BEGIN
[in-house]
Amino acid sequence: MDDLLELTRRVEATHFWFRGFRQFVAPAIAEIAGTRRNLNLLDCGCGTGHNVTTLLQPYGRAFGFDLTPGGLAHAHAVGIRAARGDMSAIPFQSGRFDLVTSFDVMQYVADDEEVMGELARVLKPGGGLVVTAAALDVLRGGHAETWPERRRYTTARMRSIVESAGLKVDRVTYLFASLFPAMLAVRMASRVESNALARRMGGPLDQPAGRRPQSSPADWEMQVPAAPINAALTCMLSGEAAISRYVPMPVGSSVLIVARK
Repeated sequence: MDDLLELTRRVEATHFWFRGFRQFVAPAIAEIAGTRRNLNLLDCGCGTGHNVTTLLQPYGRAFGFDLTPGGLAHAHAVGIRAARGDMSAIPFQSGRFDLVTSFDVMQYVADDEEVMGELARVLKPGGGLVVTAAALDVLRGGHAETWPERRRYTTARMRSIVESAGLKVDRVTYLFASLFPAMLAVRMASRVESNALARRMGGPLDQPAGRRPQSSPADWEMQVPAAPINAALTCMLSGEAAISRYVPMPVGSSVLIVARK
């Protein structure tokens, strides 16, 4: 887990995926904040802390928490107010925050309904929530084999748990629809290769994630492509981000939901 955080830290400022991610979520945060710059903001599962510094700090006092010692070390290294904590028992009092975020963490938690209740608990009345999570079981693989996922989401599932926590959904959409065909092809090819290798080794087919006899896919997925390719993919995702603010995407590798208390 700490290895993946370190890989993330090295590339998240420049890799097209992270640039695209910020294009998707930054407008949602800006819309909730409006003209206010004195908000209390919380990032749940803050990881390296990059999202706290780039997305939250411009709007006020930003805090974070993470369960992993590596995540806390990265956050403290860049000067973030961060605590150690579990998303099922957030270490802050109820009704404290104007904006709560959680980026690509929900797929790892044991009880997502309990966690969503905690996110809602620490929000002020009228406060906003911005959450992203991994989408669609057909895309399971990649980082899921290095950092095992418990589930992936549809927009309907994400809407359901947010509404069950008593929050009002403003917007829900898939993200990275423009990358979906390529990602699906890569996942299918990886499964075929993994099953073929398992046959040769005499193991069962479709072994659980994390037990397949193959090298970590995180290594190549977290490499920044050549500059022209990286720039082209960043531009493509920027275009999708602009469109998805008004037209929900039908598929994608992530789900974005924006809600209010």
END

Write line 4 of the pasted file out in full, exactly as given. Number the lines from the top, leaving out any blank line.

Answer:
């Protein structure tokens, strides 16, 4: 887990995926904040802390928490107010925050309904929530084999748990629809290769994630492509981000939901 955080830290400022991610979520945060710059903001599962510094700090006092010692070390290294904590028992009092975020963490938690209740608990009345999570079981693989996922989401599932926590959904959409065909092809090819290798080794087919006899896919997925390719993919995702603010995407590798208390 700490290895993946370190890989993330090295590339998240420049890799097209992270640039695209910020294009998707930054407008949602800006819309909730409006003209206010004195908000209390919380990032749940803050990881390296990059999202706290780039997305939250411009709007006020930003805090974070993470369960992993590596995540806390990265956050403290860049000067973030961060605590150690579990998303099922957030270490802050109820009704404290104007904006709560959680980026690509929900797929790892044991009880997502309990966690969503905690996110809602620490929000002020009228406060906003911005959450992203991994989408669609057909895309399971990649980082899921290095950092095992418990589930992936549809927009309907994400809407359901947010509404069950008593929050009002403003917007829900898939993200990275423009990358979906390529990602699906890569996942299918990886499964075929993994099953073929398992046959040769005499193991069962479709072994659980994390037990397949193959090298970590995180290594190549977290490499920044050549500059022209990286720039082209960043531009493509920027275009999708602009469109998805008004037209929900039908598929994608992530789900974005924006809600209010």